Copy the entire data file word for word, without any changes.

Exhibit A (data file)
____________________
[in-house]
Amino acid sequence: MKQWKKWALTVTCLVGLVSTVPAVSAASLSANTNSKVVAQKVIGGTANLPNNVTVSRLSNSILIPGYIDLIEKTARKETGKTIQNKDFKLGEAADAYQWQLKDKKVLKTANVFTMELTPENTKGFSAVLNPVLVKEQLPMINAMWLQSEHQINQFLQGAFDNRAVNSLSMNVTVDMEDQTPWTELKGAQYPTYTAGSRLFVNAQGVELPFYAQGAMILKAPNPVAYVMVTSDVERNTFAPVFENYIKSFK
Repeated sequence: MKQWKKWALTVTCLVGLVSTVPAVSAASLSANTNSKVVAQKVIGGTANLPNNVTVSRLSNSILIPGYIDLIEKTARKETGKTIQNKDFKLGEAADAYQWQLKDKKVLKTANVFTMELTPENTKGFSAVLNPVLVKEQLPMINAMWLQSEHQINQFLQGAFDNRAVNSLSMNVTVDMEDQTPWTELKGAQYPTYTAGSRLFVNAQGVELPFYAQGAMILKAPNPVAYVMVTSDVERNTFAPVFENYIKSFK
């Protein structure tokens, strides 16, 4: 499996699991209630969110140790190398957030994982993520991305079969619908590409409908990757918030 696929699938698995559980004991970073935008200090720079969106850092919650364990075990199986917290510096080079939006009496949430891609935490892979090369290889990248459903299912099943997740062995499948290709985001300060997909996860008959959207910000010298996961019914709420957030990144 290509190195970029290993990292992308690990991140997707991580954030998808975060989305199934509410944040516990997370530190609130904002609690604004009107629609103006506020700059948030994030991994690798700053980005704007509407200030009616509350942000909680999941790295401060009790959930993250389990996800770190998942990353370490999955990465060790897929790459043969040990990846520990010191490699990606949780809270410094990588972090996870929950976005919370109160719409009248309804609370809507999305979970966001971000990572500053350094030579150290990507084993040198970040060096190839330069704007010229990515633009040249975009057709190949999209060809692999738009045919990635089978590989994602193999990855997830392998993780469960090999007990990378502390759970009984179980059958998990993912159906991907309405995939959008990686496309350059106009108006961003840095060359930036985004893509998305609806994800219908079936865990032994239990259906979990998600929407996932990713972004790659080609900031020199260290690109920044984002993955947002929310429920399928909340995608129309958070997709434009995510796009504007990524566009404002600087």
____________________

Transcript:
[in-house]
Amino acid sequence: MKQWKKWALTVTCLVGLVSTVPAVSAASLSANTNSKVVAQKVIGGTANLPNNVTVSRLSNSILIPGYIDLIEKTARKETGKTIQNKDFKLGEAADAYQWQLKDKKVLKTANVFTMELTPENTKGFSAVLNPVLVKEQLPMINAMWLQSEHQINQFLQGAFDNRAVNSLSMNVTVDMEDQTPWTELKGAQYPTYTAGSRLFVNAQGVELPFYAQGAMILKAPNPVAYVMVTSDVERNTFAPVFENYIKSFK
Repeated sequence: MKQWKKWALTVTCLVGLVSTVPAVSAASLSANTNSKVVAQKVIGGTANLPNNVTVSRLSNSILIPGYIDLIEKTARKETGKTIQNKDFKLGEAADAYQWQLKDKKVLKTANVFTMELTPENTKGFSAVLNPVLVKEQLPMINAMWLQSEHQINQFLQGAFDNRAVNSLSMNVTVDMEDQTPWTELKGAQYPTYTAGSRLFVNAQGVELPFYAQGAMILKAPNPVAYVMVTSDVERNTFAPVFENYIKSFK
């Protein structure tokens, strides 16, 4: 499996699991209630969110140790190398957030994982993520991305079969619908590409409908990757918030 696929699938698995559980004991970073935008200090720079969106850092919650364990075990199986917290510096080079939006009496949430891609935490892979090369290889990248459903299912099943997740062995499948290709985001300060997909996860008959959207910000010298996961019914709420957030990144 290509190195970029290993990292992308690990991140997707991580954030998808975060989305199934509410944040516990997370530190609130904002609690604004009107629609103006506020700059948030994030991994690798700053980005704007509407200030009616509350942000909680999941790295401060009790959930993250389990996800770190998942990353370490999955990465060790897929790459043969040990990846520990010191490699990606949780809270410094990588972090996870929950976005919370109160719409009248309804609370809507999305979970966001971000990572500053350094030579150290990507084993040198970040060096190839330069704007010229990515633009040249975009057709190949999209060809692999738009045919990635089978590989994602193999990855997830392998993780469960090999007990990378502390759970009984179980059958998990993912159906991907309405995939959008990686496309350059106009108006961003840095060359930036985004893509998305609806994800219908079936865990032994239990259906979990998600929407996932990713972004790659080609900031020199260290690109920044984002993955947002929310429920399928909340995608129309958070997709434009995510796009504007990524566009404002600087």